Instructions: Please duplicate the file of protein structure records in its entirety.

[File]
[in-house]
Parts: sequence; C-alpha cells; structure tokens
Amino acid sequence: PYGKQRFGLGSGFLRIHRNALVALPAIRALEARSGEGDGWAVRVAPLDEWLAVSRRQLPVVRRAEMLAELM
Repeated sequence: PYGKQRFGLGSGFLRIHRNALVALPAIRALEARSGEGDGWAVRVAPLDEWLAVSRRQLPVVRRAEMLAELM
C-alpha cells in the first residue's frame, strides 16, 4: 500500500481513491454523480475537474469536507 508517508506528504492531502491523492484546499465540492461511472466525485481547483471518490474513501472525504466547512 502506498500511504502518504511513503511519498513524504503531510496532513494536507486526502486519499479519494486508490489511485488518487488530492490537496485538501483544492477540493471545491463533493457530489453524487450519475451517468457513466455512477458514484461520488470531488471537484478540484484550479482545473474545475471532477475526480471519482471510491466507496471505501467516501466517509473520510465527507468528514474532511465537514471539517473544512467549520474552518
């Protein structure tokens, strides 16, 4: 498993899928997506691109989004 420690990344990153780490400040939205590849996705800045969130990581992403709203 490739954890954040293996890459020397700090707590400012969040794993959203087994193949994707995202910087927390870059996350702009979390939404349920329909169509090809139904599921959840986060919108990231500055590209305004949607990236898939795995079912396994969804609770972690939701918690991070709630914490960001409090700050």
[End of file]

[in-house]
Parts: sequence; C-alpha cells; structure tokens
Amino acid sequence: PYGKQRFGLGSGFLRIHRNALVALPAIRALEARSGEGDGWAVRVAPLDEWLAVSRRQLPVVRRAEMLAELM
Repeated sequence: PYGKQRFGLGSGFLRIHRNALVALPAIRALEARSGEGDGWAVRVAPLDEWLAVSRRQLPVVRRAEMLAELM
C-alpha cells in the first residue's frame, strides 16, 4: 500500500481513491454523480475537474469536507 508517508506528504492531502491523492484546499465540492461511472466525485481547483471518490474513501472525504466547512 502506498500511504502518504511513503511519498513524504503531510496532513494536507486526502486519499479519494486508490489511485488518487488530492490537496485538501483544492477540493471545491463533493457530489453524487450519475451517468457513466455512477458514484461520488470531488471537484478540484484550479482545473474545475471532477475526480471519482471510491466507496471505501467516501466517509473520510465527507468528514474532511465537514471539517473544512467549520474552518
């Protein structure tokens, strides 16, 4: 498993899928997506691109989004 420690990344990153780490400040939205590849996705800045969130990581992403709203 490739954890954040293996890459020397700090707590400012969040794993959203087994193949994707995202910087927390870059996350702009979390939404349920329909169509090809139904599921959840986060919108990231500055590209305004949607990236898939795995079912396994969804609770972690939701918690991070709630914490960001409090700050």